(This isn’t to say every video you make will be super-short. A good training video can easily be 30 minutes long. But none of that time should be wasted, and every part of the script should be concise, precise, and necessary to the video as a whole.)

5. Don’t just use words

You’re making a video, not writing a novel. You’ve got more than just words to play with in your script. The story in video content is told through editing, motion graphics, music, sound effects, and voiceover—so don’t feel like you need to communicate everything through dialogue.

Sound and visuals should work seamlessly together to bring your story and messaging to life, and that means including all the relevant elements in your script. Note down the action that will be happening on screen, what sounds should be heard, and any accompanying voiceover.

This can be a hard process if you’re not used to it. An experienced video agency will help to write your script, and offer support and advice throughout this entire scripting process.

We use a two-column template to write our scripts, which splits the video into visual and audial parts and makes it easy to imagine how the final product will come together.

6. Do several script readings

Once you’ve got a workable draft of your video script, you should start reading it out. Until you’ve done readings, you won’t be able to tell how your script sounds when spoken aloud.

You want your video script to flow smoothly from line to line, rather than sounding stilted. If you can read the script naturally, without sounding forced, that’s a good sign.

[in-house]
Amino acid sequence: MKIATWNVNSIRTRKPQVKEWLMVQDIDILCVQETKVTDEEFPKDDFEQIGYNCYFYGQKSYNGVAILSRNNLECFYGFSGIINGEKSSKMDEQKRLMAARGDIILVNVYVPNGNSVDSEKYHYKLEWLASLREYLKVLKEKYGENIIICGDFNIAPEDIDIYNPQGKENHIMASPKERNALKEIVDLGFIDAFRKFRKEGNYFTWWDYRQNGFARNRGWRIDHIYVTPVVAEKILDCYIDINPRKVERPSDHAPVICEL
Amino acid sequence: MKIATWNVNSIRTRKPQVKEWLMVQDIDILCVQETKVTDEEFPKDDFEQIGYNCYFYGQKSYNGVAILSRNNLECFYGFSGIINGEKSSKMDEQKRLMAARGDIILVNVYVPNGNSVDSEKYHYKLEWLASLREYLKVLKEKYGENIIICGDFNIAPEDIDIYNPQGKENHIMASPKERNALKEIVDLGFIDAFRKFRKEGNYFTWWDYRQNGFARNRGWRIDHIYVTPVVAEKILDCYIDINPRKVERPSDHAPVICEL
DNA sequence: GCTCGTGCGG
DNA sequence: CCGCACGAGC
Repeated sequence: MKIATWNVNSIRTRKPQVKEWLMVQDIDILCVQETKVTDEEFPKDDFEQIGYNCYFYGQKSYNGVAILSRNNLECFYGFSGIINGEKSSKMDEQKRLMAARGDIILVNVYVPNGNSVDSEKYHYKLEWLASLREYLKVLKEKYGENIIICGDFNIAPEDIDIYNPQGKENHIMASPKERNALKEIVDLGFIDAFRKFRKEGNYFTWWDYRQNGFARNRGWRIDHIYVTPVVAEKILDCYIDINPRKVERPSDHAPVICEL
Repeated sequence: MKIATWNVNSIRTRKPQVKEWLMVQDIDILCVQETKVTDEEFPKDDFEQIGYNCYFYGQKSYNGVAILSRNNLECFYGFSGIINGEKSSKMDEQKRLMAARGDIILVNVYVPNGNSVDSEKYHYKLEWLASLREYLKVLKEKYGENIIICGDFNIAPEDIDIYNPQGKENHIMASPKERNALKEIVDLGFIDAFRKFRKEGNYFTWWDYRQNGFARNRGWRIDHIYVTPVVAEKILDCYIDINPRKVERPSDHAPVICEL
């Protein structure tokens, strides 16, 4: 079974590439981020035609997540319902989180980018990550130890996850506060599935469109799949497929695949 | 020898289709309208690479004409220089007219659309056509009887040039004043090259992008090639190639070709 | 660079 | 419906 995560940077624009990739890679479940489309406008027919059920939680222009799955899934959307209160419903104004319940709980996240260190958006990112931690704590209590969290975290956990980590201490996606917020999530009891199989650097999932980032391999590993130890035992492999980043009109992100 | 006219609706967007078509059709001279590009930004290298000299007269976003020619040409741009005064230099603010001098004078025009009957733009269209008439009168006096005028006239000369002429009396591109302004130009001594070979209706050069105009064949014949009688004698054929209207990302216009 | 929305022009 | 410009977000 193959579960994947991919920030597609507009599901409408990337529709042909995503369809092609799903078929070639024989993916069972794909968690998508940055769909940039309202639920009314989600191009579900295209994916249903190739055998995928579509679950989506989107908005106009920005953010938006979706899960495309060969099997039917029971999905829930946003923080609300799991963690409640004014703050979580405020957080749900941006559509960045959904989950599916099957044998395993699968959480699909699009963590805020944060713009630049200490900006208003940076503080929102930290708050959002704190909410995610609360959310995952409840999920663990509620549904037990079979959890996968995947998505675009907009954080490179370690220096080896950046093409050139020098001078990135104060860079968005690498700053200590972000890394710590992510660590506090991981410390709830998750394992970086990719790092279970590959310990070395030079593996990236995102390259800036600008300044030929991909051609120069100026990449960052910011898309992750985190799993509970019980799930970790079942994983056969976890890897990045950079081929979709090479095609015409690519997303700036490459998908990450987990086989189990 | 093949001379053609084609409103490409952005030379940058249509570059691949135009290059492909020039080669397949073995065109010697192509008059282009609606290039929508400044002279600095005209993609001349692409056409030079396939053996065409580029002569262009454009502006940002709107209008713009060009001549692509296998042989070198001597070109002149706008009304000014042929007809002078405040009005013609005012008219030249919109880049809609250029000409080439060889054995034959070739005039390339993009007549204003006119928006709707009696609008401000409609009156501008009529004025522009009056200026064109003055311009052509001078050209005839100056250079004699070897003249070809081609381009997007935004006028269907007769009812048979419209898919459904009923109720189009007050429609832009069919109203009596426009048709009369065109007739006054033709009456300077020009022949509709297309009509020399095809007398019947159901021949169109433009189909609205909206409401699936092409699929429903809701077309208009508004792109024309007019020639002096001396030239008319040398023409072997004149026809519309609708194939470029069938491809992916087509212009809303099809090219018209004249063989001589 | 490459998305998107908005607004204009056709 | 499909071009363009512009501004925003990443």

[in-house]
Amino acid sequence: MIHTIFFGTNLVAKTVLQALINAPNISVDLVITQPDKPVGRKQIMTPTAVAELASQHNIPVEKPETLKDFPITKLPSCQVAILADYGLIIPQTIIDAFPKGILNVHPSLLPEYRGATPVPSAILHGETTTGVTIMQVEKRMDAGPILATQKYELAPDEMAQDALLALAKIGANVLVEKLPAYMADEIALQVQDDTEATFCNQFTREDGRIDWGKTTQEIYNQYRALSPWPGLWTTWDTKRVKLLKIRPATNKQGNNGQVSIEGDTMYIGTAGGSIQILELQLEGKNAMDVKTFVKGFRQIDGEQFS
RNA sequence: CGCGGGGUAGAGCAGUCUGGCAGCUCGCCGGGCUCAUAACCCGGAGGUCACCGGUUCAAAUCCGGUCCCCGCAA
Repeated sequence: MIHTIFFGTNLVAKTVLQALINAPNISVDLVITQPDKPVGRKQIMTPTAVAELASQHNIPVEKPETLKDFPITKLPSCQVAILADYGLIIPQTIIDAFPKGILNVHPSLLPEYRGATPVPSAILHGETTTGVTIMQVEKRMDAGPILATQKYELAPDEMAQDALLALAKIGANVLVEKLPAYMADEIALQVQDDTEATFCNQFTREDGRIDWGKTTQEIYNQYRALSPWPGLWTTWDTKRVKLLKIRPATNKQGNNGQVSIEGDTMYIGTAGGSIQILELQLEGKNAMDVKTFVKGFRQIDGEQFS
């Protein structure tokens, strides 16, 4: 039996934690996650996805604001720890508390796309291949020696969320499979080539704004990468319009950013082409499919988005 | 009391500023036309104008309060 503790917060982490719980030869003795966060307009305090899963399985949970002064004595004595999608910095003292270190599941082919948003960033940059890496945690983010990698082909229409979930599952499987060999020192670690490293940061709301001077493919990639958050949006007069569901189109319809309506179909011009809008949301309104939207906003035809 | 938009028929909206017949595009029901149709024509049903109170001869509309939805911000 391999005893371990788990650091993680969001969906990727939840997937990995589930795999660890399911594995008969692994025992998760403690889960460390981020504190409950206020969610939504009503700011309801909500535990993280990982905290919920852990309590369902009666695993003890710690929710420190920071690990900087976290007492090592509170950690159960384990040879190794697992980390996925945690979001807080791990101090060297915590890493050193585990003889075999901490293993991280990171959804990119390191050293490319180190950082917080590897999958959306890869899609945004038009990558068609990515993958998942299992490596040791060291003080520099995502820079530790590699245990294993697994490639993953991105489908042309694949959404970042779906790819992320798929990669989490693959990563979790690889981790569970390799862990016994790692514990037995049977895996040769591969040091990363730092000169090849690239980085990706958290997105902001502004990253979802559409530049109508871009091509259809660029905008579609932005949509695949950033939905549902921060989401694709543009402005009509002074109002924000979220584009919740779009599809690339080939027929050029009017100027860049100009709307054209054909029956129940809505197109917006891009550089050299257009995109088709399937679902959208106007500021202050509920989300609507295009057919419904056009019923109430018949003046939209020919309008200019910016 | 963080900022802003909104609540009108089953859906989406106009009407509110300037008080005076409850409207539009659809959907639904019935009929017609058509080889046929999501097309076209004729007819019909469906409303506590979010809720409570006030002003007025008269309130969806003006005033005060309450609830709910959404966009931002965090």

Pay attention to:

  • How long it takes to read your script
  • Where inflection and emphasis falls
  • Any awkward phrases that get stuck in the mouth

Your readings should bring up parts of the script that need to be changed before it’s ready to go.

7. Tweak, retweak, and check against your brief

You’ll undoubtedly have several rounds of revisions to go through with any video script. That’s just the nature of making corporate videos where lots of stakeholders like to get involved.

Before you sign off on everything, double check your script against the video brief you wrote in step one. Ask yourself these questions:

  • Is this script likely to achieve its objectives?
  • Is it written in a way that will resonate with my audience?
  • Does it communicate the core message(s)?
  • Does it tell an engaging story with a logical flow?
  • Does it use an effective mix of sound and visuals?
  • Does it include a compelling call-to-action?
  • Is it no longer or more complex than it needs to be?

If the answer to any of these is no, go back and edit your video script until it passes on all counts. Keep pushing yourself within the timeframe you have. You might be surprised how short and appealing you can make your video while still keeping your message and story intact.

Round-up: Tell the right story

These seven steps will guide you through the process of writing a video script, from initial brief to the final glorious result.

Your script rests on your ability to write an honest video brief, create a compelling story and communicate it well. These are all things that you should work on with a video agency if you’re struggling to know where to start or wanting some expert guidance.

This article originally appeared in Skeleton Blog.

This article was written by Lydia Cockerham from Business2Community and was legally licensed through the NewsCred publisher network.